Step 2: Processing the raw material
Once a textile mill purchases the cotton from the warehouse the fibres from the cotton bales are twisted. In this step, the cotton bales are twisted at a rate of up to 2,500 revolutions per second for creating a yarn. The yarn is a string of interlocking fibres that is further used for knitting, weaving and performing other textile-related processes. Further, these yarns are stitched together using a looming machine.
The knitted fabric that is obtained after the stitching process of the yarns is known as a grey product. Later, this product undergoes chemical and thermal treatments before it is sent for printing. Let’s understand the processing of raw materials in detail:
- Cotton balls sent to gin: In the first step of the process as already explained cotton balls are put into a gin. In this, the usable cotton is separated from the seeds and chaffs. These days modern gins are quipped with cleaning cylinders and saws due to which they have higher productivity than the previous ones.
- Spinning process: In the next step of processing the cotton balls, the bales of cotton fibres are sent to the spinner where they are spun. Further, they are segregated as carded, combed, and blended. First, the cotton is taken off a picking machine, then the fibres are separated into loose strands before they undergo the carding stage.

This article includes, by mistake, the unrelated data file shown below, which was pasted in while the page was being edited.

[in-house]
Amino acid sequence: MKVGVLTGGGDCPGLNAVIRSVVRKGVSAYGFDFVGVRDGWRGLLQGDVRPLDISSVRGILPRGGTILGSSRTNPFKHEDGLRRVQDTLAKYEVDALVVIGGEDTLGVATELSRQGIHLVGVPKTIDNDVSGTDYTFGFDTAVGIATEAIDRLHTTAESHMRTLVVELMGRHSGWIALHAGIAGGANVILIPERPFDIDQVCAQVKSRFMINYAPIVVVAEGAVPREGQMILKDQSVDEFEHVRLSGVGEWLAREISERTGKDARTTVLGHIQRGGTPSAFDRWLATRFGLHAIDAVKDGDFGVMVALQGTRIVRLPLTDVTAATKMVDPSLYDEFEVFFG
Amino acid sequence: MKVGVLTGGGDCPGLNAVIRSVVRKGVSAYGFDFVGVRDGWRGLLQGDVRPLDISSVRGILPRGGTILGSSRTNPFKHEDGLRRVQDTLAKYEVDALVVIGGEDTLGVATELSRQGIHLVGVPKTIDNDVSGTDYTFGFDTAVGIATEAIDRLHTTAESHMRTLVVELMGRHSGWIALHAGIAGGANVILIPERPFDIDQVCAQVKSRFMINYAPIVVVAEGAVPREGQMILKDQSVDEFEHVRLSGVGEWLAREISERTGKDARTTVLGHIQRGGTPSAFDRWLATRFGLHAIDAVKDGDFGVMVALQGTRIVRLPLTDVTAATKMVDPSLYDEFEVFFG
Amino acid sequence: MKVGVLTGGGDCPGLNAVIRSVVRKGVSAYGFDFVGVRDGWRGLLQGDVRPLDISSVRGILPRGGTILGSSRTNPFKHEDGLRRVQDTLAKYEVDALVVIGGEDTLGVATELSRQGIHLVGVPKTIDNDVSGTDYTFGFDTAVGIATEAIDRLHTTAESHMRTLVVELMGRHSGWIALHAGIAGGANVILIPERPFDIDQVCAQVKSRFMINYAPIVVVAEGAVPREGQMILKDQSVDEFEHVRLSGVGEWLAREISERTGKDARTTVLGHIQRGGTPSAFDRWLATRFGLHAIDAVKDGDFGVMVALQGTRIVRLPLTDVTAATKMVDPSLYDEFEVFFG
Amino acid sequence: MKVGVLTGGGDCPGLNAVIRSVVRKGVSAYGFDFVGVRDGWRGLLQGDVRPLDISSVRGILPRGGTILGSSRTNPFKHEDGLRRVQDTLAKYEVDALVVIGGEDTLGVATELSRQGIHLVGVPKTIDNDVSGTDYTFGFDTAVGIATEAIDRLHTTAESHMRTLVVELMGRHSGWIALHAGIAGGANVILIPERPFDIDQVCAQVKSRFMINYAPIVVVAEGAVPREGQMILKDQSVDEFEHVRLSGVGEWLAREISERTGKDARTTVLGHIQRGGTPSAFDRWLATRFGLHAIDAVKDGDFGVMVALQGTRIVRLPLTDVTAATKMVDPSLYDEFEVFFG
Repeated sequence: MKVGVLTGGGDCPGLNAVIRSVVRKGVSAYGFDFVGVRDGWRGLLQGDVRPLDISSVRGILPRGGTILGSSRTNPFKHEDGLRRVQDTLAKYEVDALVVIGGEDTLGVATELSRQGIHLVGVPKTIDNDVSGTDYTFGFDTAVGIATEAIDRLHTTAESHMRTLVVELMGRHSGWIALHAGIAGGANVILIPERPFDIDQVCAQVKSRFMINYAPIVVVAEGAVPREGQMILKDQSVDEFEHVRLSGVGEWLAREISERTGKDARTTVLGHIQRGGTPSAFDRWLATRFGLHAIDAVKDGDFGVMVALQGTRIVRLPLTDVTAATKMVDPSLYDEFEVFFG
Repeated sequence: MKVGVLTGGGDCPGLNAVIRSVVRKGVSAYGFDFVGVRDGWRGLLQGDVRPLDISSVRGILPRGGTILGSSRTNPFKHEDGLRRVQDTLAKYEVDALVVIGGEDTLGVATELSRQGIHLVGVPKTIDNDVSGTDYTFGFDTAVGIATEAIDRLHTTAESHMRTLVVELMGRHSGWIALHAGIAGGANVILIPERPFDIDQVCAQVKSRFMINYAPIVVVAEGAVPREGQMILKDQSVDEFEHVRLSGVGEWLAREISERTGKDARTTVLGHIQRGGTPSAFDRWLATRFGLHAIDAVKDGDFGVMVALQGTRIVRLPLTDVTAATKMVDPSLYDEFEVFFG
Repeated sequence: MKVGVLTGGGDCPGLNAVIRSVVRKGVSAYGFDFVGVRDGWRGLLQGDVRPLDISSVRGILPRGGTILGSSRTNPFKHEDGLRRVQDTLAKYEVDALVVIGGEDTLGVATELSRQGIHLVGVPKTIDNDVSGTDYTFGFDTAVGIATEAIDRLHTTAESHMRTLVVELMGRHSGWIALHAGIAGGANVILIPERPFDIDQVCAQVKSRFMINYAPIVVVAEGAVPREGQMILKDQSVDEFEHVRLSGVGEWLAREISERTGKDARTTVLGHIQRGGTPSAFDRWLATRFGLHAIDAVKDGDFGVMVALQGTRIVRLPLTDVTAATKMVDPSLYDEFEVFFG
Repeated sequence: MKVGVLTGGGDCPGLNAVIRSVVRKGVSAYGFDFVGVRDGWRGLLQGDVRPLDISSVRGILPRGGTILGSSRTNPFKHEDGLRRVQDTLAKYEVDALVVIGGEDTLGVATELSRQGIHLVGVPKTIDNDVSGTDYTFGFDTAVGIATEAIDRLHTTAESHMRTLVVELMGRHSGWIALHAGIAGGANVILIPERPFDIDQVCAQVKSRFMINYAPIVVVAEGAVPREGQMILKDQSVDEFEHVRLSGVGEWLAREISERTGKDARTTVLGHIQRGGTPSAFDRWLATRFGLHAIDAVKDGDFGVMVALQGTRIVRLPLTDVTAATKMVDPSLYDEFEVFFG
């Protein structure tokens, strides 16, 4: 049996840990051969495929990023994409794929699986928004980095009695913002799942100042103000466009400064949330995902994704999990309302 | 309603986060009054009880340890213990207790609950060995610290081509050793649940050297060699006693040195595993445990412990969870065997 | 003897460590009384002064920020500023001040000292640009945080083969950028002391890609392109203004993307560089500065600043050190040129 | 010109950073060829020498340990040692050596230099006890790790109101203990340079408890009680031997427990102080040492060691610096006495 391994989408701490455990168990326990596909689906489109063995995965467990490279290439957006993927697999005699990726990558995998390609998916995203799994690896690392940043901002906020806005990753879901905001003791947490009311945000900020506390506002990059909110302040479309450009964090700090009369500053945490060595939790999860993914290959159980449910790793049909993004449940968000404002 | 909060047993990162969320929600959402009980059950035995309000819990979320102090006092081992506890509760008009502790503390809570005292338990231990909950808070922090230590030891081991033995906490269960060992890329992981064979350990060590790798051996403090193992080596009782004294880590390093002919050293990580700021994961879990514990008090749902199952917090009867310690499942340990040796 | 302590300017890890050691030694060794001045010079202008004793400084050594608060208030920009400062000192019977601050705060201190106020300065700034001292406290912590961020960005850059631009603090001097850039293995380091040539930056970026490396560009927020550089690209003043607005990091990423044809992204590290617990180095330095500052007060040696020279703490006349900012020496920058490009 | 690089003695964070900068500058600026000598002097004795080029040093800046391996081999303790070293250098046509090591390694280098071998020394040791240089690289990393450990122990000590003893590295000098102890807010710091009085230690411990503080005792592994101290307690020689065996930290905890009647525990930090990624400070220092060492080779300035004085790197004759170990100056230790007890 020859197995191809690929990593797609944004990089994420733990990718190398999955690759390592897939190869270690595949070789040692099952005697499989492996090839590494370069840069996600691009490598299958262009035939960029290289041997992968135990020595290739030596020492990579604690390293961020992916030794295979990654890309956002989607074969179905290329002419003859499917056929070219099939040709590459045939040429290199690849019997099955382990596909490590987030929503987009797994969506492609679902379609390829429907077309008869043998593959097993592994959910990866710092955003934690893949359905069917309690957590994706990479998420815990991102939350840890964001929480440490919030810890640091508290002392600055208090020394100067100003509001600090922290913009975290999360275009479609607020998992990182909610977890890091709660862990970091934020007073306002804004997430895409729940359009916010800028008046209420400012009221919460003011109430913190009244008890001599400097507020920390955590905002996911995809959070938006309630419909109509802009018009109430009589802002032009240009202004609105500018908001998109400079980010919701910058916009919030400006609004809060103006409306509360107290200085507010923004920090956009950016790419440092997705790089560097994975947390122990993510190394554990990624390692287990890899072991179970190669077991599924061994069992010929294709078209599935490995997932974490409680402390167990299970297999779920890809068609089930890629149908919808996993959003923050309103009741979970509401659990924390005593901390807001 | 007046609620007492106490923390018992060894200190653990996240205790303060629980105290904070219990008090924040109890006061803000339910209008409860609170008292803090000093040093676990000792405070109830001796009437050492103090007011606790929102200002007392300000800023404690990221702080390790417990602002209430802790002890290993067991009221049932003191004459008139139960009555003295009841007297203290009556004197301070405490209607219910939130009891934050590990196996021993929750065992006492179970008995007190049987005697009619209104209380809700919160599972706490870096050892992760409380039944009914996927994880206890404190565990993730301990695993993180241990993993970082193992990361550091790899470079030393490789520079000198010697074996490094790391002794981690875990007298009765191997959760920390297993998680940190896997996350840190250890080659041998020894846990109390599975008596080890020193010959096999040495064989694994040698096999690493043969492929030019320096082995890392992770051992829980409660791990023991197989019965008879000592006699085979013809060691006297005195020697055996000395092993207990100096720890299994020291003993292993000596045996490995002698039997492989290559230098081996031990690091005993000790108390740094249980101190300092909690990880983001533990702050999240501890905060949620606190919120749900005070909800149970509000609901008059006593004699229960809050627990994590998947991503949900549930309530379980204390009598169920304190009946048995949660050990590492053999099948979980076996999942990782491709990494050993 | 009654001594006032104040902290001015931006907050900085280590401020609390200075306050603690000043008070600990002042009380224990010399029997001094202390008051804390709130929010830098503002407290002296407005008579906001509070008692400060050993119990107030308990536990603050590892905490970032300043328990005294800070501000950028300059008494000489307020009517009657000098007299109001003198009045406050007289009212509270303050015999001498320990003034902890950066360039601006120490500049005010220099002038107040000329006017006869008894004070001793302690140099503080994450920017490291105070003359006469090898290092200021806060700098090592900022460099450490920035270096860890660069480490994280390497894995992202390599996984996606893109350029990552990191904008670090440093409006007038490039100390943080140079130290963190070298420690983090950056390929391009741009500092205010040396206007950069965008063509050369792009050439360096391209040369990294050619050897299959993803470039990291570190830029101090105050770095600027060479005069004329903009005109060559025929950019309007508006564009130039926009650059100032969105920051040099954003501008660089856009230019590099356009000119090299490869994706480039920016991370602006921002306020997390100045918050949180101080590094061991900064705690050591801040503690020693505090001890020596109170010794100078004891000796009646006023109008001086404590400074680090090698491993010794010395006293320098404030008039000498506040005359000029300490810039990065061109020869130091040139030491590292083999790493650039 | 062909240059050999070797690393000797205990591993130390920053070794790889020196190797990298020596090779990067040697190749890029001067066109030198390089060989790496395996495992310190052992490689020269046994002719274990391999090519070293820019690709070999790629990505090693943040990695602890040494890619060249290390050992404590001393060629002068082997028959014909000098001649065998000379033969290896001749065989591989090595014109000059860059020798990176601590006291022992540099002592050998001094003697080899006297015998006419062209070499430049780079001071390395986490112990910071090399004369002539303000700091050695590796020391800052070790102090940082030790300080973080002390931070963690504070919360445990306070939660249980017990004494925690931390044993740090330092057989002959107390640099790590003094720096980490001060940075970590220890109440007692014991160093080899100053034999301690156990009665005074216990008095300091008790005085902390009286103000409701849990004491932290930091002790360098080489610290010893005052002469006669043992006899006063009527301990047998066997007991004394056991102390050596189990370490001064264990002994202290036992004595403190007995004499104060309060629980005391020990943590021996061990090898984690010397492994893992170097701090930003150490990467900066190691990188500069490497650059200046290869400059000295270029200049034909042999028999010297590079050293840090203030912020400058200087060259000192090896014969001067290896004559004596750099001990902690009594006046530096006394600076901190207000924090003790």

- Sent to loom: Once the cotton strands are spun perfectly they are sent to a loom. This is where they are knitted with the weaving process. As a result, a greying fabric is formed. Usually, this is the fabric material that is known as a grey product.
- Conducting wet processing: After the processing in the loom is done, the fabric is further treated with heat and chemicals. This is actually where the fabric undergoes the final touch and gets its final appearance. Also, at this stage inspection is conducted for grey textiles. Generally, the entire process is divided into three stages: Preparation, Colouration, and Finishing. Hence, the fabrics are finished when the desired colouring and softness are achieved.
Step 3: Printing
Printing on cotton is done either using pigments or reactive dyes because it is a natural fibre. Across the fabric, a sizeable printer goes back and forth and deposits the pigment using the pigment printing technique. Thus, the colours you choose will get deposited in layers and then will be applied to the surface like a painting. In the reactive printing technique, dye, water, pressure, and heat is combined together to produce incredibly vivid colours. Once the fabric is washed and pre-treated, an inkjet printer embeds the dye into the cotton fibres deeply. To ensure durability high pressure steam is used that binds everything together.